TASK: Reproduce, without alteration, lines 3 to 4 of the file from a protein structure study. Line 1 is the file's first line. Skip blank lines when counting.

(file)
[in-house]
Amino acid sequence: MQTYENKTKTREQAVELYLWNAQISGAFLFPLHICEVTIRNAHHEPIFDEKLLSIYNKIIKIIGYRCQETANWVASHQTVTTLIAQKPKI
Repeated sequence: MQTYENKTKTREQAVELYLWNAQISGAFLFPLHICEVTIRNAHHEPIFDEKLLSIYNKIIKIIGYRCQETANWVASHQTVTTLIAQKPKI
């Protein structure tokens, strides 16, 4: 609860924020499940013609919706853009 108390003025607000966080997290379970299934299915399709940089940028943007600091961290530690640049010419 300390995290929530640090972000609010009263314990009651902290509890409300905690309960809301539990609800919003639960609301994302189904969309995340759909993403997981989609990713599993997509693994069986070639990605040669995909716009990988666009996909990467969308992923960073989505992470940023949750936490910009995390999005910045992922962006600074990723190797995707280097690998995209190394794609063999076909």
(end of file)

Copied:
Repeated sequence: MQTYENKTKTREQAVELYLWNAQISGAFLFPLHICEVTIRNAHHEPIFDEKLLSIYNKIIKIIGYRCQETANWVASHQTVTTLIAQKPKI
């Protein structure tokens, strides 16, 4: 609860924020499940013609919706853009 108390003025607000966080997290379970299934299915399709940089940028943007600091961290530690640049010419 300390995290929530640090972000609010009263314990009651902290509890409300905690309960809301539990609800919003639960609301994302189904969309995340759909993403997981989609990713599993997509693994069986070639990605040669995909716009990988666009996909990467969308992923960073989505992470940023949750936490910009995390999005910045992922962006600074990723190797995707280097690998995209190394794609063999076909």